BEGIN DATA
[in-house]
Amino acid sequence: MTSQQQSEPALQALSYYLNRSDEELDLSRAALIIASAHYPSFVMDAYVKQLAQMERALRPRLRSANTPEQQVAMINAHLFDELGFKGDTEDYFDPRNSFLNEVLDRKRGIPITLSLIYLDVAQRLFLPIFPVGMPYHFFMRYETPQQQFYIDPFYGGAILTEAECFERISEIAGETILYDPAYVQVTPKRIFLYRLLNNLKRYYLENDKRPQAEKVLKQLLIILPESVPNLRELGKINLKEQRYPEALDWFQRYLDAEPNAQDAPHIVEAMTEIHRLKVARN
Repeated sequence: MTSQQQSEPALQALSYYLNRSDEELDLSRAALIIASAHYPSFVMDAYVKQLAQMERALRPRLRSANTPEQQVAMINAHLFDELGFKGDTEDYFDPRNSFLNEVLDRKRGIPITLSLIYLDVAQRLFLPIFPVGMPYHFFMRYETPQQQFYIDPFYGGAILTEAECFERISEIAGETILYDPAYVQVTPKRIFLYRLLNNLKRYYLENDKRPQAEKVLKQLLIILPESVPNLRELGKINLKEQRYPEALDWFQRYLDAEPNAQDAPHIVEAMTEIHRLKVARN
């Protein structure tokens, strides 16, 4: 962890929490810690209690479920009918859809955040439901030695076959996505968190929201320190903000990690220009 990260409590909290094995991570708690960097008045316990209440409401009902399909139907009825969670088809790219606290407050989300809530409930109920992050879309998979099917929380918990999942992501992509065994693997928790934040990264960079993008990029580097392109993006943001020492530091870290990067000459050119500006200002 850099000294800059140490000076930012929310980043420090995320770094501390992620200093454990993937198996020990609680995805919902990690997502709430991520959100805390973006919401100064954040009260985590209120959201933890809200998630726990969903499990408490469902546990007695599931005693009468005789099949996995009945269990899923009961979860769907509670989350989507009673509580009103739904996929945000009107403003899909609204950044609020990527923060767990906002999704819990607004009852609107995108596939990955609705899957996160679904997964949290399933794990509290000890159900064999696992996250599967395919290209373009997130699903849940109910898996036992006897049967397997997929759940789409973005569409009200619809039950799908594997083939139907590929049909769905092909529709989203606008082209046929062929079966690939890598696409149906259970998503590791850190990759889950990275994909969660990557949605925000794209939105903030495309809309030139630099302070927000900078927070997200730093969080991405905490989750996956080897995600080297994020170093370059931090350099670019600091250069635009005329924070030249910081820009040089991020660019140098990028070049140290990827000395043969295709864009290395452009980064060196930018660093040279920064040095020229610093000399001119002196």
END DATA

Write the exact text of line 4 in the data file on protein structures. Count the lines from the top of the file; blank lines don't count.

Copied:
């Protein structure tokens, strides 16, 4: 962890929490810690209690479920009918859809955040439901030695076959996505968190929201320190903000990690220009 990260409590909290094995991570708690960097008045316990209440409401009902399909139907009825969670088809790219606290407050989300809530409930109920992050879309998979099917929380918990999942992501992509065994693997928790934040990264960079993008990029580097392109993006943001020492530091870290990067000459050119500006200002 850099000294800059140490000076930012929310980043420090995320770094501390992620200093454990993937198996020990609680995805919902990690997502709430991520959100805390973006919401100064954040009260985590209120959201933890809200998630726990969903499990408490469902546990007695599931005693009468005789099949996995009945269990899923009961979860769907509670989350989507009673509580009103739904996929945000009107403003899909609204950044609020990527923060767990906002999704819990607004009852609107995108596939990955609705899957996160679904997964949290399933794990509290000890159900064999696992996250599967395919290209373009997130699903849940109910898996036992006897049967397997997929759940789409973005569409009200619809039950799908594997083939139907590929049909769905092909529709989203606008082209046929062929079966690939890598696409149906259970998503590791850190990759889950990275994909969660990557949605925000794209939105903030495309809309030139630099302070927000900078927070997200730093969080991405905490989750996956080897995600080297994020170093370059931090350099670019600091250069635009005329924070030249910081820009040089991020660019140098990028070049140290990827000395043969295709864009290395452009980064060196930018660093040279920064040095020229610093000399001119002196």